Ciao! (That's all the Italian I know...)

I'm now in Italy, after over 24 hours of travel, and I'm going to be dedicated enough to write a blog post. It might be the delicious cappuccino that we had at the local cafe, or the few hours of sleep that I got on a bumpy 3 hour van ride from Rome to Assisi, but I'm fairly wired.

As we landed in Rome, I couldn't help but think sentimentally about the place that I've dreamed about for years. We flew over fields and fields of green before the plane hit the tarmac with a double-thud. I first noticed how lush everything is - flying into Rome isn't like flying into the ruins of the Colosseum. My second thought was more of a personal realization; in my understanding of Italy, or of Europe in general, I've always known it to be a dead place. It died when I ejected my Italian for Dummies CDs. It died when I closed my travel guides. It died with Caesar, Nero and Augustus. It died with the heroes of my Latin textbook in the fiery eruption of Mount Vesuvius. It was a place that belonged to an old world, a fictional world.

But this place was alive! It was filled with scarf-wearing Italians, Mercedes taxis, seat-less toilets and bus drivers who didn't speak English.

We departed the airport wary from our 8 hour flight, collected our bags and stood outside at a formidable bus stop for a bus that supposedly came at 9 AM (3 AM Eastern). When the bus arrived, we piled into the back with chocolate and Jon's (our professor's son) warm cream cheese and bagels to tide us over.

The bus ride was worth staying awake for, if only for the first half. We were first a little shocked by the run-down dinginess of the place that appeared so green from the sky, but the history came upon us suddenly. We were at the windows snapping pictures by the dozens, like the trusty tourists we are. It wasn't long before we couldn't fight it any longer - we were all asleep within 30 minutes. A view from the bus...

When we awoke, the bus driver was kicking us off at a remote gas station in a town just outside of Assisi. He pointed to another bus in the parking lot, signaling that this other bus could take us the rest of the way. As we rounded a corner, I could see Assisi on a hill in the distance. This was what I expected Italy to look like: cobblestone walkways and olive trees along the road. It was breathtaking.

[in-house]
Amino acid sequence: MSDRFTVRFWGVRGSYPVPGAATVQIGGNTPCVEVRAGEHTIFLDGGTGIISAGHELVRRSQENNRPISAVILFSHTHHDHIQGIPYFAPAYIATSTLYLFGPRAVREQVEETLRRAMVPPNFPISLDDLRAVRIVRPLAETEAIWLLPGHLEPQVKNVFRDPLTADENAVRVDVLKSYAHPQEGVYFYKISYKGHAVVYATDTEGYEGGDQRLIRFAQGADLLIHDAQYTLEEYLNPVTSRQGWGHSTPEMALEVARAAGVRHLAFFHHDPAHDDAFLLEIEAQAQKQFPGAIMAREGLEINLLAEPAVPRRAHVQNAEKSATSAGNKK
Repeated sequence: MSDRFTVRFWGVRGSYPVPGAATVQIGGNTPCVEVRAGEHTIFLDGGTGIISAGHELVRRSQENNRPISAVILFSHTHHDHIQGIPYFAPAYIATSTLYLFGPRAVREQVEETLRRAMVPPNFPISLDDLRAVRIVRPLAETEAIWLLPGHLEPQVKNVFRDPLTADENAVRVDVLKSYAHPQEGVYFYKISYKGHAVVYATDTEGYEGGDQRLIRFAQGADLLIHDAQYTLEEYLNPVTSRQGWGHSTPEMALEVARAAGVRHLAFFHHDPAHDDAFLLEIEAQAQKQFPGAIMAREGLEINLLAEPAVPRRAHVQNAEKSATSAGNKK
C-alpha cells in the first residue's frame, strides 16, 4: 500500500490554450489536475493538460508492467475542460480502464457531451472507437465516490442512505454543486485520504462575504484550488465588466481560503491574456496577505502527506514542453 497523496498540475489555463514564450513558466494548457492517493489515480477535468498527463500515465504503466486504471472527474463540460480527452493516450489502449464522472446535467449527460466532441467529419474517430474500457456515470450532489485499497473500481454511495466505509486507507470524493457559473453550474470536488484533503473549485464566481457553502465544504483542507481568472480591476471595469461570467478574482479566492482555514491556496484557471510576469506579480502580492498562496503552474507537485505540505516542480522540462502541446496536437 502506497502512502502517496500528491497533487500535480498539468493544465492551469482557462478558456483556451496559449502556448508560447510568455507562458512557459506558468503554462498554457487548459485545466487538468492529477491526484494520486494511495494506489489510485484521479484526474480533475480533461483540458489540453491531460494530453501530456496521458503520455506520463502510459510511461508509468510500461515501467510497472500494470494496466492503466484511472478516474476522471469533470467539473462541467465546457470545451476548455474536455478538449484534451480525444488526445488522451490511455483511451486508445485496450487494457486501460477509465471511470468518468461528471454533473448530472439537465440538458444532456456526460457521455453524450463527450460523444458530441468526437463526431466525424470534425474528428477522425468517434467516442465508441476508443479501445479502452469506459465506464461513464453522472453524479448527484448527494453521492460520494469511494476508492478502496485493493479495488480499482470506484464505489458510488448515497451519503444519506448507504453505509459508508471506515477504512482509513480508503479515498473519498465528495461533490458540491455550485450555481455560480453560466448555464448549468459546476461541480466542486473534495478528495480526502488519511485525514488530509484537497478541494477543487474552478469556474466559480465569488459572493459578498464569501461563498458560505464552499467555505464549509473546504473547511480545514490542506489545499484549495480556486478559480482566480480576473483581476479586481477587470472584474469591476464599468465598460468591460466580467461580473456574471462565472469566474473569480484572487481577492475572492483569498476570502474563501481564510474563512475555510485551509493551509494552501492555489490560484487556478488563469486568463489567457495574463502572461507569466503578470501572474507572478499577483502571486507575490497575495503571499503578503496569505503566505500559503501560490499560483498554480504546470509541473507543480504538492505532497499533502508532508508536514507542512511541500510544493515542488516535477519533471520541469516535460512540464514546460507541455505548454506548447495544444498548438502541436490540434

But we weren't done with buses. After meeting up with our professor, Wendy Murray, the class boarded its final bus up the very hilly roads to our home for the next two weeks. We pushed (and sometimes chased) our luggage down some paths until we arrived at the home that we share with a few Franciscan friars, the Centro Francescano Internazionale per il Dialogo. It houses single rooms with big windows, strange showers, and a small desk. We also have limited internet access, a lecture hall, a kitchen, and, best of all, a terrace that overlooks the valley. I'm in love. View from my window...

For the rest of the afternoon, we went out for pranzo (lunch) at a cafe in the Piazza del Comune. We all ordered pizzas from the woman who loved responding to us with "prego!" - which is most closely translated as "not at all!" Then we took a relaxing walk through the town to get our bearings. It's unlike anything I've ever experienced before. Aside from Disney's EPCOT, which pales in comparison :)


A hillside view...

Makin' friends...
The eleven students then went off together in pursuit of some Italian fun - shopping, gelato, and vino. And, as is inevitable with me, a bathroom. We sat down to talk in the square as the sun set on the hillside, sipping Faceilla and talking about our plans for the trip.

The classwork starts tomorrow, so I need to get some sleep!


  1. woohoo!!! have SO much fun and keep blogging! chao bella;)

  2. ah hah! i finally figured out how to right on one of these new fangled blog thingys! i didn't know you started before you left! anyhoo, we miss you and i hope you are having tons of fun. feel the francis. be the francis. love youuuuu

  3. i lived in italy (florence) for 6 months and made some of my best friends there! it's awesome to be able to look through your stay in italy...makes me italia-sick though!


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